Canada's two biggest tobacco companies pleaded guilty Thursday to customs charges and agreed to pay as much as $1.15 billion in fines and civil payments in connection with aiding contraband tobacco sales.
Imperial Tobacco was issued a $200-million fine and will pay up to an additional $400 million over the next 15 years, while Rothmans Benson & Hedges was fined $100 million and will pay up to $450 million more in civil payments over the next 10 years.
The companies pleaded guilty to "aiding persons to sell and be in possession of tobacco manufactured in Canada that was not packed and was not stamped in conformity with the Excise Act."
Revenue Minister Gordon O'Connor called the fines a "clear message" to companies that the government is committed to fighting illegal tobacco in Canada.
The additional amounts the companies have agreed to pay by way of civil settlements with the federal government, Ontario and Quebec will be administered by the Canada Revenue Agency. The civil agreement also includes a commitment by the companies to combat contraband tobacco activities in Canada.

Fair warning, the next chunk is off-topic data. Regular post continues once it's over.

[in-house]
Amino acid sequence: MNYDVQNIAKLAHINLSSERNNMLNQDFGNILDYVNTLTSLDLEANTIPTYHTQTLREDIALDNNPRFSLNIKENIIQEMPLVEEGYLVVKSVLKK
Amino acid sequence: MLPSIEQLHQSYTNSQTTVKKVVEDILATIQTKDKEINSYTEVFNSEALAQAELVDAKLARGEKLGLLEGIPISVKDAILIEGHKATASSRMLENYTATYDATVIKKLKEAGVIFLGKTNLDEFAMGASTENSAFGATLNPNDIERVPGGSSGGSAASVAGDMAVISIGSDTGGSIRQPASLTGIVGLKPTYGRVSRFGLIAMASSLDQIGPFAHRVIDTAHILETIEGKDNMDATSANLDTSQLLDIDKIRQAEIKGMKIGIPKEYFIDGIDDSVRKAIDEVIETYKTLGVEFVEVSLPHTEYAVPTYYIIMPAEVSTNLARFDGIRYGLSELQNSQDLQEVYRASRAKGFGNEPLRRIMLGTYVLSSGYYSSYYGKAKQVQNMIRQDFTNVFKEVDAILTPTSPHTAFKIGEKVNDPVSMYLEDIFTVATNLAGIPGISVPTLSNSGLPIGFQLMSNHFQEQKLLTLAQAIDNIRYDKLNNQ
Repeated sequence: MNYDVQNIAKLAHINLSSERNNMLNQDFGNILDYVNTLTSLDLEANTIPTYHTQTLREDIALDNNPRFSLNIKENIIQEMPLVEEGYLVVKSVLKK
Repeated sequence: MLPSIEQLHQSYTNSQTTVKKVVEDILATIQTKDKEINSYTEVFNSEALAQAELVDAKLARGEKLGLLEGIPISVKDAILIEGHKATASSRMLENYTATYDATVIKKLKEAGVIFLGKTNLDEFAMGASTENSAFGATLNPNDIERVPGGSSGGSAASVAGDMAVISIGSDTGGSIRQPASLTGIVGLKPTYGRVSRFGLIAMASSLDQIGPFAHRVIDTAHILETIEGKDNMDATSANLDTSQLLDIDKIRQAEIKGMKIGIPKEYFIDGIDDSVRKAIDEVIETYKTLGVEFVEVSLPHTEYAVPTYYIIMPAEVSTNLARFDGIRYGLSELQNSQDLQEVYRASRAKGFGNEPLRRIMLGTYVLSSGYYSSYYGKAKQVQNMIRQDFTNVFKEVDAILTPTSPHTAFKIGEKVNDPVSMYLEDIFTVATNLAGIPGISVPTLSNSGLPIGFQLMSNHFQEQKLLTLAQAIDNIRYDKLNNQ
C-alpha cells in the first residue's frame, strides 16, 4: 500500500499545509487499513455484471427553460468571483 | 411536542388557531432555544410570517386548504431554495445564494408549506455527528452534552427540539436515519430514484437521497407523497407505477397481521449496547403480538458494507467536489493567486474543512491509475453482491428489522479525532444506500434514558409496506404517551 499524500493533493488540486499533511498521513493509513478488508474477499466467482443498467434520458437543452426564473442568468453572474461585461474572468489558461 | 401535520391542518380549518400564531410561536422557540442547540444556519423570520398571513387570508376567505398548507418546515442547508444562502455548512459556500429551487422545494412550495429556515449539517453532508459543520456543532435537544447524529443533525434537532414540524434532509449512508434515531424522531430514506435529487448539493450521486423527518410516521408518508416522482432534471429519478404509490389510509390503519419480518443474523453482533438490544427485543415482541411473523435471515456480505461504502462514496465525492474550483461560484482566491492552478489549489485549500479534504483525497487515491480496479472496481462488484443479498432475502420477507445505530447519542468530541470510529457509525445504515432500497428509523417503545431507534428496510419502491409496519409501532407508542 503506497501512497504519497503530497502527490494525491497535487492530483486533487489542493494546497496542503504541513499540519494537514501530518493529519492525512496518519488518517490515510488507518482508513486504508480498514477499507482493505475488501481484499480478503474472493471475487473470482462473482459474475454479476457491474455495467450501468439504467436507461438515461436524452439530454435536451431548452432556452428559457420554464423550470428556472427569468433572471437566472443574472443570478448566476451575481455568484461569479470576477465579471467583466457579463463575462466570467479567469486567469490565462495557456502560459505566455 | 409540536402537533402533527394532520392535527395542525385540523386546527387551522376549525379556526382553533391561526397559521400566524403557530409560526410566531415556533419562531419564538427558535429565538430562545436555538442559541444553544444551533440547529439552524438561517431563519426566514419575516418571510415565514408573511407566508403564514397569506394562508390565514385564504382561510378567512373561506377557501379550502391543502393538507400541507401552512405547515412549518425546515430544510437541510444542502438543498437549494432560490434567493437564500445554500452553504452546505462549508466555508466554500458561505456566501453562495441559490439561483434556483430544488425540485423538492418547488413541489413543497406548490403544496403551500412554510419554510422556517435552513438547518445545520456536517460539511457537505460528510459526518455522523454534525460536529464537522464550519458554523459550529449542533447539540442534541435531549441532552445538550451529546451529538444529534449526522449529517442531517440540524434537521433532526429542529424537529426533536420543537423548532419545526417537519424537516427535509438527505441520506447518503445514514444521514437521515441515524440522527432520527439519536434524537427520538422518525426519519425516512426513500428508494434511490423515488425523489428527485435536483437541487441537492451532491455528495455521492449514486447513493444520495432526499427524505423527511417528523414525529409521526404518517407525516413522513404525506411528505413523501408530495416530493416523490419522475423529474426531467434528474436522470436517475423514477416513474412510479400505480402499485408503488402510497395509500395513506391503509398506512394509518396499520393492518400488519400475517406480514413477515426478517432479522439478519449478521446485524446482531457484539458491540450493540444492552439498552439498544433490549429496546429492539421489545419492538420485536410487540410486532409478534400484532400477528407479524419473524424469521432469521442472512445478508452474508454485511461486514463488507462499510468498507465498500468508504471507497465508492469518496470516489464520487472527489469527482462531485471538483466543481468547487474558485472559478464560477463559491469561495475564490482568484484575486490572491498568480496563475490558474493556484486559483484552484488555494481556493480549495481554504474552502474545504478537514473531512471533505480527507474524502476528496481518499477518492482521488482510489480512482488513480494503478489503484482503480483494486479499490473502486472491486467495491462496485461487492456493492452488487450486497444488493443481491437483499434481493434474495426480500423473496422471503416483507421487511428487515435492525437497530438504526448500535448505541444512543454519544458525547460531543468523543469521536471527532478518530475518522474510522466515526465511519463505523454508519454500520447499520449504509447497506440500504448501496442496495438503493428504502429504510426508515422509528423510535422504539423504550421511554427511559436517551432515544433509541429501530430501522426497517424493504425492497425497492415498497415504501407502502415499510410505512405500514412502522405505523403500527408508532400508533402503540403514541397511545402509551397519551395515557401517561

"These represent the largest criminal fines and civil settlements in Canadian history," O'Connor told reporters in Lévis, Que., after the fines were announced. "The companies have accepted their actions and have agreed to a comprehensive settlement package."
In a release, Benjamin Kemball, president and CEO of Imperial Tobacco Canada, said the company was " pleased to have resolved this issue."
Minutes after the fines were announced, Rothmans released a statement saying it has agreed to a friendly takeover bid by U.S.-based Philip Morris International Inc. for $30 per share in cash, valuing the company at $2 billion.
'No company is above the law': RCMP
The charges stem from contraband tobacco sales between 1989 and 1994, which involved products being produced in Canada and shipped to locations in the United States to be distributed to smugglers or black market distributors, who brought it back into Canada for illegal sale, the RCMP said.
The fines and civil payments conclude more than eight years of investigation by the Mounties in Ontario and Quebec, assistant RCMP commissioner Mike Cabana said.
"The message sent today is that no company is above the law," he said.
Cabana said the past practices do not reflect today's "huge" tobacco-smuggling business, which he said is dominated by foreign manufacturers smuggling products into Canada with the help of organized criminal groups.